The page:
So, I am extremely sympathetic to your concern. In academia entire pages are devoted to setting out terms before a discussion, but not so on the internets. It is a primary failing, but completely understandable (if mutually incomprehensible). Sarcasm is indistinguishable from sincere nuttiness online. As a result people talk past each other, and argue over nuance versus literalism.

I don't know the answer, but I agree it is a problem that needs resolution.
Posted by: logtroll

Re: What do words mean? - 09/01/19 07:53 PM

Originally Posted By: NW Ponderer
As a result people talk past each other, and argue over nuance versus literalism.

I would add a third condition - people often don't know what the words they use mean, but are using them out of some dim sense of context. "Capitalism" is one that is, in my observation, thought of broadly as "money", so anything involving money is "capitalism".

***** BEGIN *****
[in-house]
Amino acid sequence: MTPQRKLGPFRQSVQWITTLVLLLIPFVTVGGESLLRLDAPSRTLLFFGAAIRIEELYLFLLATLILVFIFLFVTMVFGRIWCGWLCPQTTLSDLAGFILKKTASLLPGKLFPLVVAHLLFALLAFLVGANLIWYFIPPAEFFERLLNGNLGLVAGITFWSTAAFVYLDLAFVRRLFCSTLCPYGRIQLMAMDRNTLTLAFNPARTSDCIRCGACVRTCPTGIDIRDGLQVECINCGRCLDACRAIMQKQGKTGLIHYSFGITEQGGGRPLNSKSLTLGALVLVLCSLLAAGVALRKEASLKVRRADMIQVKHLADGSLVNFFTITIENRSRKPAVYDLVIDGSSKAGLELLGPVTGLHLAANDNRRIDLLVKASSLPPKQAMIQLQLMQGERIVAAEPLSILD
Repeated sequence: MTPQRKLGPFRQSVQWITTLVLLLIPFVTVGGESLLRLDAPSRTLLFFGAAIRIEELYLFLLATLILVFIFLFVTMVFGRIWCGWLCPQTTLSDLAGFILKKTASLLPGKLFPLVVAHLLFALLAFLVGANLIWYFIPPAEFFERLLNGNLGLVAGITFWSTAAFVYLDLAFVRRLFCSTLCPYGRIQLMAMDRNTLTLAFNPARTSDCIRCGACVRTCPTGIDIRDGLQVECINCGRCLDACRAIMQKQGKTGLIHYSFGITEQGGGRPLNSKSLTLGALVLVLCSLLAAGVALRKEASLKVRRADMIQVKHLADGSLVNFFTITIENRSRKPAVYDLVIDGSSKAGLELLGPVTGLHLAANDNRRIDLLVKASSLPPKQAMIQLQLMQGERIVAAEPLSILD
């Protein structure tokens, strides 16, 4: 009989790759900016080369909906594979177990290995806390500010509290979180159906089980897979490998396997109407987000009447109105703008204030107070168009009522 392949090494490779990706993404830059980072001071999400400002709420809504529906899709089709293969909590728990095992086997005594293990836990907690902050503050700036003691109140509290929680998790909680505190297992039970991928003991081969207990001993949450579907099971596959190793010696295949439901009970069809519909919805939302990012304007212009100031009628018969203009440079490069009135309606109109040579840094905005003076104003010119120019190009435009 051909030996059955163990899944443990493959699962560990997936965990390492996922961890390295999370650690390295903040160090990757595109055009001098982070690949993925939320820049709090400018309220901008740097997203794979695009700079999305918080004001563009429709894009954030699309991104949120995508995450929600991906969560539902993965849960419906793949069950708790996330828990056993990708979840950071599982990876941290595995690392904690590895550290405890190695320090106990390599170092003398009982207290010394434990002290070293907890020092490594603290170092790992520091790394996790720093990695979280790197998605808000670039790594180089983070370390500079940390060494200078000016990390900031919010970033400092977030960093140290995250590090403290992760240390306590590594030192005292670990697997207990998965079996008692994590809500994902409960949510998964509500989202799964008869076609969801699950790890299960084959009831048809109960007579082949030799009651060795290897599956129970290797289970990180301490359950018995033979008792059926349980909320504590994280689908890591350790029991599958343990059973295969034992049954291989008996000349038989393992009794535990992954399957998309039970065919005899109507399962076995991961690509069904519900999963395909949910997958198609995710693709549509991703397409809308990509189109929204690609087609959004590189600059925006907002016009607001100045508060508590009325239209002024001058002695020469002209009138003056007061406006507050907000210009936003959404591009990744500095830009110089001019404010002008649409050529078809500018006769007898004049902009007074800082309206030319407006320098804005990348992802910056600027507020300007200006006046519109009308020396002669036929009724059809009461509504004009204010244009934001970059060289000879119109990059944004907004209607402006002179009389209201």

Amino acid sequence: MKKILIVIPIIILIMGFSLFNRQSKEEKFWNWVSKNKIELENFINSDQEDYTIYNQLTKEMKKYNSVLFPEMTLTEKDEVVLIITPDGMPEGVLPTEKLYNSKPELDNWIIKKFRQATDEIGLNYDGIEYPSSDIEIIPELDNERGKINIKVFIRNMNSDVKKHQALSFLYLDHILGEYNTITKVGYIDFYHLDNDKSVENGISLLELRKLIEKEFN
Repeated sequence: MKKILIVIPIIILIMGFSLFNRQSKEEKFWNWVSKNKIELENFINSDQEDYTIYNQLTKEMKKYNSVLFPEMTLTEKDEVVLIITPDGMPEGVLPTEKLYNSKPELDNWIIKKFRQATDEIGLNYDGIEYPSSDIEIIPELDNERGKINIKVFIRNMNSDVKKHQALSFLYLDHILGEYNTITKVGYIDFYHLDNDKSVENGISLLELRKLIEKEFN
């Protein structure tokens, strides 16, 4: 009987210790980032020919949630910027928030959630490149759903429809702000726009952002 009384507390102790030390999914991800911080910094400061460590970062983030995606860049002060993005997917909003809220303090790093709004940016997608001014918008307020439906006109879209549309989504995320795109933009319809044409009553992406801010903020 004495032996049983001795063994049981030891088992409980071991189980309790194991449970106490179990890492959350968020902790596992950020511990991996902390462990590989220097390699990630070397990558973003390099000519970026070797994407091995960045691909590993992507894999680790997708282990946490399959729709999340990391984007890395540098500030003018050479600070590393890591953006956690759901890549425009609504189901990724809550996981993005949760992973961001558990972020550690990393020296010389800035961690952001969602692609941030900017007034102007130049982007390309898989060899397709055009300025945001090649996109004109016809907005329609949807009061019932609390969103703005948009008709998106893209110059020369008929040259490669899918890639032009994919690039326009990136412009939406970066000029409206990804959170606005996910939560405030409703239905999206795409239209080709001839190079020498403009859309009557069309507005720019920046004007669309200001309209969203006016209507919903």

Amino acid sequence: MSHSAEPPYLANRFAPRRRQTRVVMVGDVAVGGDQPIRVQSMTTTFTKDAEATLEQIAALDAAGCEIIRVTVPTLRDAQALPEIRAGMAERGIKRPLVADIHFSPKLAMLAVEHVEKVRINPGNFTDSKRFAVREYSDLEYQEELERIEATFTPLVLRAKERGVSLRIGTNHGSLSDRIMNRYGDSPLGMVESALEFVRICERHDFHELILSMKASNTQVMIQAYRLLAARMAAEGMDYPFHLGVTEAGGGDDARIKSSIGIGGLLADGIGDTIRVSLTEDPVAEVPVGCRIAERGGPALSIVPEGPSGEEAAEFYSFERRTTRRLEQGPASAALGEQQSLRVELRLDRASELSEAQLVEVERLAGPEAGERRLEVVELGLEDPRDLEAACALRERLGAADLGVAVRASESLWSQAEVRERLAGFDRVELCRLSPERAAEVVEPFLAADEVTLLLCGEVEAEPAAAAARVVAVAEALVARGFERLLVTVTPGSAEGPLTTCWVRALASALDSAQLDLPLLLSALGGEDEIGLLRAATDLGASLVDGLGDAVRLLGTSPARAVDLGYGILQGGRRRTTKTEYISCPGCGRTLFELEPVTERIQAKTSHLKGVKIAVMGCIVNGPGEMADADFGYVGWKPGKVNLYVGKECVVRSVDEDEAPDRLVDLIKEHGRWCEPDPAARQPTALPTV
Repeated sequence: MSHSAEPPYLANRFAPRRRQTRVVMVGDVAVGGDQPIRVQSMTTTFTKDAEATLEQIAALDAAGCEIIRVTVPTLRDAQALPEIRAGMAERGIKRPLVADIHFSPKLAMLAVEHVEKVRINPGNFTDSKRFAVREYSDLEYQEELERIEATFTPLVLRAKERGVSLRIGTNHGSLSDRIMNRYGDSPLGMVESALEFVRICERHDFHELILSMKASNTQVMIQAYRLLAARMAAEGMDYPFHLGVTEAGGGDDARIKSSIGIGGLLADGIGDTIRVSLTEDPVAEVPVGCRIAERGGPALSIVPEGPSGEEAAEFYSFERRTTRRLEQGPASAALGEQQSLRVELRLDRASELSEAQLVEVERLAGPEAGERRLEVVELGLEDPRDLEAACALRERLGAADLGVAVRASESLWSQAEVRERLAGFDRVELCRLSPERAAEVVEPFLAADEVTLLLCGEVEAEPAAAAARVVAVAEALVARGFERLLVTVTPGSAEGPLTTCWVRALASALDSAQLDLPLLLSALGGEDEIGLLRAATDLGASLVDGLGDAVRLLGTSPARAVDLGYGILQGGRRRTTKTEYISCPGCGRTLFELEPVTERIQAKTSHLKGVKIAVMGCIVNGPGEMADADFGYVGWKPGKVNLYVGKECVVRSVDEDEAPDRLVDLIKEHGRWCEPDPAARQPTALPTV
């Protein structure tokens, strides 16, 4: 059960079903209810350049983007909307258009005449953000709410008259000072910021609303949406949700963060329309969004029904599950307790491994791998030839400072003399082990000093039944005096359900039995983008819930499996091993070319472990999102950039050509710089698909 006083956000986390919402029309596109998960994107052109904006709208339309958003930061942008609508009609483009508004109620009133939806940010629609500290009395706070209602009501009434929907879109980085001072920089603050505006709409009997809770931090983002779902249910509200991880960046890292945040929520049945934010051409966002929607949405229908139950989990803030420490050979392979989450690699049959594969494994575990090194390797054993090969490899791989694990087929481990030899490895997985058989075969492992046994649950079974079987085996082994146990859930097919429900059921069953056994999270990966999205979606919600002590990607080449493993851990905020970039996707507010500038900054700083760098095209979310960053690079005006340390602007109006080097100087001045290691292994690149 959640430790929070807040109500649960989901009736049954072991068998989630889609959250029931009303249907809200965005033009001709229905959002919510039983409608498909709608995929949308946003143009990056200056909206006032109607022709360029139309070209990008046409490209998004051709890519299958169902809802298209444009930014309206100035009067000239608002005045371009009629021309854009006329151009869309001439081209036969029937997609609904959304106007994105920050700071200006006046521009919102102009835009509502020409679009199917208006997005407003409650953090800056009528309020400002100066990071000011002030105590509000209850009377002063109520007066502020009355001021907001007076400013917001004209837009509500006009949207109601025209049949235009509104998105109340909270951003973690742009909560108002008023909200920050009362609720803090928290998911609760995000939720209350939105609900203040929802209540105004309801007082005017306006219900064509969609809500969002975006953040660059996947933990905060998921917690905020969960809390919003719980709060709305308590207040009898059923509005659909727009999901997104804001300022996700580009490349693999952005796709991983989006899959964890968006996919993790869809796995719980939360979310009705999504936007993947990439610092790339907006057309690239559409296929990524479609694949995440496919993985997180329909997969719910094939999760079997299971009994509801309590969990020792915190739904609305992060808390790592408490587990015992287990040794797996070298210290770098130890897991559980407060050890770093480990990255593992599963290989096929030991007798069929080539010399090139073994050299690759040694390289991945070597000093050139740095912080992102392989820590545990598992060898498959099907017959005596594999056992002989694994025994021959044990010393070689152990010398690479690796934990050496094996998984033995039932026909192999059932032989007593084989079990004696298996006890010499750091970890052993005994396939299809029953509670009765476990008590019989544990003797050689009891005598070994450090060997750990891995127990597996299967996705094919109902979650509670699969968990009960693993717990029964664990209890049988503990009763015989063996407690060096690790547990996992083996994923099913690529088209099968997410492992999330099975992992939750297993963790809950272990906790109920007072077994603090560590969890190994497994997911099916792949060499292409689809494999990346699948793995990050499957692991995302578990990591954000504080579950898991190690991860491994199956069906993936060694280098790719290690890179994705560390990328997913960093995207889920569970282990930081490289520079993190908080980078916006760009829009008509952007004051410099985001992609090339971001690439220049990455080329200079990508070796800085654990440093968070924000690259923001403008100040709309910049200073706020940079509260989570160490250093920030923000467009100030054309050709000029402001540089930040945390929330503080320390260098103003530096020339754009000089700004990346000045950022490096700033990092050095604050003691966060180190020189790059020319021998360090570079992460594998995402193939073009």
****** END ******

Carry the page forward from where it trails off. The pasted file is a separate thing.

"Liberal" and "conservative" also are generally very vague, and indicate only some tribal affinity. The actual atoms comprising both are wildly varied and you would need a thousand permutations to begin to capture the ranges of their reality.

In one of Ayn Rand's B-grade heroic novels (I found most of them pretty entertaining, in spite of the annoying inclusions of awkward philosophy) her character declares that you "have to define your terms", which I took to be insightful. Later, though, I began reading "The Virtue of Selfishness", where on the first page she warped the definition of selfish to such a degree that it took on a meaning contrary to its normal one, which allowed her to use it in ways that justify selfishness... that's not what I previously thought she meant by "define your terms". I think she meant "redefine your terms to support your positions". I never got past page one because I didn't have the interest or energy to relearn English just to read her lame philosophical meanderings.

Unfortunately, such redefinition is tantamount to lying.
Posted by: pdx rick

Re: What do words mean? - 09/01/19 08:06 PM



Words change meaning over time - not even Conservatives can agree on what a Conservative is today. Hmm

Originally Posted By: pdx rick